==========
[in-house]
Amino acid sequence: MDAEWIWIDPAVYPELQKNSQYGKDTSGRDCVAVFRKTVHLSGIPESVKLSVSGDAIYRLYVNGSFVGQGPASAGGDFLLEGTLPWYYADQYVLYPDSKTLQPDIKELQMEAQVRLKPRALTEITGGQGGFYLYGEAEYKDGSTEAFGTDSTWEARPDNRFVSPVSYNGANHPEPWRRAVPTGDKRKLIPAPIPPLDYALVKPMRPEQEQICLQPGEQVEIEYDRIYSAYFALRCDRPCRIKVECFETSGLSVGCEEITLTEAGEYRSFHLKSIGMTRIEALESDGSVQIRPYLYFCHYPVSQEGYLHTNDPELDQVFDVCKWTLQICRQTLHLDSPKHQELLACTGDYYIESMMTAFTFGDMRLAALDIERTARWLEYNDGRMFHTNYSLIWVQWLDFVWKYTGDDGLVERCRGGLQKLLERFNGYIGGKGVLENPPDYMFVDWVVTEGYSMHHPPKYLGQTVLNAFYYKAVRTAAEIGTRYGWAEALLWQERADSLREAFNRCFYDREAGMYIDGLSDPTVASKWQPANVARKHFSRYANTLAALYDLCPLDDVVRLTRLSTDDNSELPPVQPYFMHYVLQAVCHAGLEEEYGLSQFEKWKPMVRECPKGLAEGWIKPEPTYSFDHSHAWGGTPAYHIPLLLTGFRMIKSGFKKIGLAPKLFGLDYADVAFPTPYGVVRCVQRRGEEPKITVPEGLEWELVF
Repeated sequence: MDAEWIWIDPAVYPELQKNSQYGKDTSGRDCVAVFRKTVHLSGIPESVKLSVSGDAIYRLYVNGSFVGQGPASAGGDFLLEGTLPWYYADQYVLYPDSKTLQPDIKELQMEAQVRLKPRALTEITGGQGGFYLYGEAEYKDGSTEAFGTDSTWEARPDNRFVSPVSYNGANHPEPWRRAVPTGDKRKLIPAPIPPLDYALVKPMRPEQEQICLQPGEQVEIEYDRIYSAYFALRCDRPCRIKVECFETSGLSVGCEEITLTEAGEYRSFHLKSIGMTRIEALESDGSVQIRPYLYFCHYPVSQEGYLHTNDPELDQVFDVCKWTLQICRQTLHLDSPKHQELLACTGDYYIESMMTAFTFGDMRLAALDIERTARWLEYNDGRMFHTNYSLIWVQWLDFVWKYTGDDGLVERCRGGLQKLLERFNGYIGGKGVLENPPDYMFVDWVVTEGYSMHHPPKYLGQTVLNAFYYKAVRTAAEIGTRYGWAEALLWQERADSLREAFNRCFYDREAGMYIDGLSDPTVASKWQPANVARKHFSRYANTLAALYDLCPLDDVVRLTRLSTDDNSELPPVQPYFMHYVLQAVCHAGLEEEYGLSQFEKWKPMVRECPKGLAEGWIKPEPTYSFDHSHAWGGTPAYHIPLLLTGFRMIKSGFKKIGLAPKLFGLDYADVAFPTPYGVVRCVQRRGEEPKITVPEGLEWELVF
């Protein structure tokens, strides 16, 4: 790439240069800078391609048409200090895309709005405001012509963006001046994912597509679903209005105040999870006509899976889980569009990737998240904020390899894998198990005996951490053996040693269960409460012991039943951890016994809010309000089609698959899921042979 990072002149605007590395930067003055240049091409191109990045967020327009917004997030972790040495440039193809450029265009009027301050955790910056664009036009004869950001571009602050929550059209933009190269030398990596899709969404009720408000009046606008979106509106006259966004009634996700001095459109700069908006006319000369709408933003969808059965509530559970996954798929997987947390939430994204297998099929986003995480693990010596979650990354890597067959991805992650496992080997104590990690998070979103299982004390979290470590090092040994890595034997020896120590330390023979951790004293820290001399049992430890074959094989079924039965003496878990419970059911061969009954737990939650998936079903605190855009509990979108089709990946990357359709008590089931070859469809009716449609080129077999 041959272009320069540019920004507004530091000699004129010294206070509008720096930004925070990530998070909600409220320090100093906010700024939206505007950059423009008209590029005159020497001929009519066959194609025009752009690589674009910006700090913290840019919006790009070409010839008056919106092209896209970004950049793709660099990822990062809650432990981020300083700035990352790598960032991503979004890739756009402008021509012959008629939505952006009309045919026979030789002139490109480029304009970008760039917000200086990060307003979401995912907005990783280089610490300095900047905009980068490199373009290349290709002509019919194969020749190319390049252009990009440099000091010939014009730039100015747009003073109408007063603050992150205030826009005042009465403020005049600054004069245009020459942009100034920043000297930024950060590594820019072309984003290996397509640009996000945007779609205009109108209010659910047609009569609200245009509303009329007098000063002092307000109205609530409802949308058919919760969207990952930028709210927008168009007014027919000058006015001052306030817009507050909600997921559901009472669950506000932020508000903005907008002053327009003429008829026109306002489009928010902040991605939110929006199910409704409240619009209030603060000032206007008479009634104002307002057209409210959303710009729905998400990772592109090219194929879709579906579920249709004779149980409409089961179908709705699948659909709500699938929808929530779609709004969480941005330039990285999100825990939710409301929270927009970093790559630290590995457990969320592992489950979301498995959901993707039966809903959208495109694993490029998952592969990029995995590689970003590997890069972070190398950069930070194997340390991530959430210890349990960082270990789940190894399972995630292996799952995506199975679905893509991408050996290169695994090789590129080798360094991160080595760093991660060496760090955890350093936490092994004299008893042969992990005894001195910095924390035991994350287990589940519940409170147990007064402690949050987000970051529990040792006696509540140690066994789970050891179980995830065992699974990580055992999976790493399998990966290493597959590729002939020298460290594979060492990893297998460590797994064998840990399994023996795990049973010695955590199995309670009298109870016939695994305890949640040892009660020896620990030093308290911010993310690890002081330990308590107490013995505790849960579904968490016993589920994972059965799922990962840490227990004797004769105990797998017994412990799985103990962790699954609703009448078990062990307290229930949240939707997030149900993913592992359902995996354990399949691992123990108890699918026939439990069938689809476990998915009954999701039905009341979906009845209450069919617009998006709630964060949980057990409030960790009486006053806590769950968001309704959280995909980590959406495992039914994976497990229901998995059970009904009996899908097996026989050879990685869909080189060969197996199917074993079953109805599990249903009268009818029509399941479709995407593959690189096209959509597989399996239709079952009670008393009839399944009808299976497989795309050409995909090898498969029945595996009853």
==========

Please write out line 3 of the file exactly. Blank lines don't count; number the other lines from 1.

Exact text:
Repeated sequence: MDAEWIWIDPAVYPELQKNSQYGKDTSGRDCVAVFRKTVHLSGIPESVKLSVSGDAIYRLYVNGSFVGQGPASAGGDFLLEGTLPWYYADQYVLYPDSKTLQPDIKELQMEAQVRLKPRALTEITGGQGGFYLYGEAEYKDGSTEAFGTDSTWEARPDNRFVSPVSYNGANHPEPWRRAVPTGDKRKLIPAPIPPLDYALVKPMRPEQEQICLQPGEQVEIEYDRIYSAYFALRCDRPCRIKVECFETSGLSVGCEEITLTEAGEYRSFHLKSIGMTRIEALESDGSVQIRPYLYFCHYPVSQEGYLHTNDPELDQVFDVCKWTLQICRQTLHLDSPKHQELLACTGDYYIESMMTAFTFGDMRLAALDIERTARWLEYNDGRMFHTNYSLIWVQWLDFVWKYTGDDGLVERCRGGLQKLLERFNGYIGGKGVLENPPDYMFVDWVVTEGYSMHHPPKYLGQTVLNAFYYKAVRTAAEIGTRYGWAEALLWQERADSLREAFNRCFYDREAGMYIDGLSDPTVASKWQPANVARKHFSRYANTLAALYDLCPLDDVVRLTRLSTDDNSELPPVQPYFMHYVLQAVCHAGLEEEYGLSQFEKWKPMVRECPKGLAEGWIKPEPTYSFDHSHAWGGTPAYHIPLLLTGFRMIKSGFKKIGLAPKLFGLDYADVAFPTPYGVVRCVQRRGEEPKITVPEGLEWELVF